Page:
Papavasileiou envisages a shift in the agenda beyond green premia to a wider ESG premia, achieved by linking an asset to its positive impact on the local community. “We have partnered with local businesses to support job creation and skills development through our mixed-use development, NOMA, in Manchester,” she says.
“Also, our asset at 26-28 Hammersmith Grove in London has offered a charity, the Centre for Policy on Ageing, space for their library at a peppercorn rent.”
From France to the UK’s big sixA recent Schroders Capital office refurbishment in Paris focused on increasing sustainability standards. The project, involving a new ten-year lease, was predicated on better sustainability credentials and is currently awaiting a Breeam ‘Excellent’ certification.
In January 2022, France adopted the RE2020 regulation, which puts a framework on energy consumption for new buildings. Charlie Jacques, Schroders Capital’s head of sustainability and impact investment, real estate, says: “Overall, this has led to an acceleration in brown discount in France.”
Research suggests that this could represent a greater premium of nearly 30% for centrally located office buildings compared to London. “Nearly 90% of new developments in the Paris region of greater than 5,000 square metres are at least certified Breeam and ‘Hauté Qualite Environnementale’,” adds Jacques.
“Our Soho Square asset has, within the last nine years since the acquisition, managed to reduce energy use by 63% with new technology, smart optimisation and prioritising energy-efficiency upgrades during refurbishment.”
Haute Qualité Environnementale, or the High Quality Environmental standard, is a green standard for French buildings. Its principles extend back to the 1992 Earth Summit.
Mark Callender, head of real estate research at Schroders Capital, says: “Our analyses suggest that offices in the big-six UK cities [Birmingham, Bristol, Edinburgh, Glasgow, Leeds and Manchester] with a Breeam ‘Excellent’ or ‘Outstanding’ rating currently command a premium of 5-10% in terms of capital value per square foot, after adjusting for other basic advantages such as fast broadband, cycle stores [and] roof terraces.”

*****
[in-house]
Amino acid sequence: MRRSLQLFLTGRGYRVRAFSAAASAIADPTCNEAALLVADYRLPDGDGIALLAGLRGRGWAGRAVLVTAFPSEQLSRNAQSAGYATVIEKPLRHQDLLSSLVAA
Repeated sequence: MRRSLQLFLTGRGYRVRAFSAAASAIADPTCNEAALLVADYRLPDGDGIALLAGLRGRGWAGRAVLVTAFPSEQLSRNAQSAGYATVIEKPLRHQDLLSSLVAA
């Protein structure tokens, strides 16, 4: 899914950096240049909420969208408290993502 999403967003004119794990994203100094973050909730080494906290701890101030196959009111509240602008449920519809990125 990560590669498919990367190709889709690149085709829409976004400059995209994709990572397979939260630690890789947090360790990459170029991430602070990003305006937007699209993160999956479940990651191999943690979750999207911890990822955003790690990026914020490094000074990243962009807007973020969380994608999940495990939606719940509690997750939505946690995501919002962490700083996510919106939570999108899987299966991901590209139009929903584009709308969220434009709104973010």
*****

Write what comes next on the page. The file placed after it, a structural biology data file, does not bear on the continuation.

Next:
The company expects the big-six office markets’ green premium to increase and converge towards the 15-20% premium seen in the London market.
Newly built, high-quality industrial units developed by the Schroders Capital Real Estate UK Fund have recently fetched more than the estimated rental value due to a high demand for space. Without standardised frameworks, it is hard to gauge whether this was driven by a lack of local supply for high-quality space or by tenants’ focus on sustainability. That said, the financial benefits of best-in-class assets are starting to reflect in better pricing and quicker leasing for top-quality tenants.
RobustSue Munden, senior analyst, European property, Bloomberg Intelligence, believes that new spaces – which typically have green credentials – fill up quicker than second-hand space, though no more so than historically.
Data disclosed by the British property development and investment company GPE in its November 2022 interim report, sourced from JLL, shows that the vacancy rate for new office space in London is at about the ten-year average of 1.22%. In the rest of the market, the figure is 8.4% – well above the ten-year average of 5.5%.
Similar figures for the West End show a 0.8% vacancy rate for new space, again at the ten-year average, and 6.4% in the overall market versus the ten-year average of 4.4%. “Despite this, landlords are saying that demand for net-carbon-zero property is greater than for second-hand property, and pre-lets for new developments are robust,” says Munden.
Sustainable buildings are in demand as occupiers become keener to curb their carbon footprints. “This has resulted in higher rents for these buildings depending on location, building type and demand/supply balance,” adds Munden.
While outcomes are not uniform across asset types, the growing salience of sustainability seems hard to deny when it comes to property prices.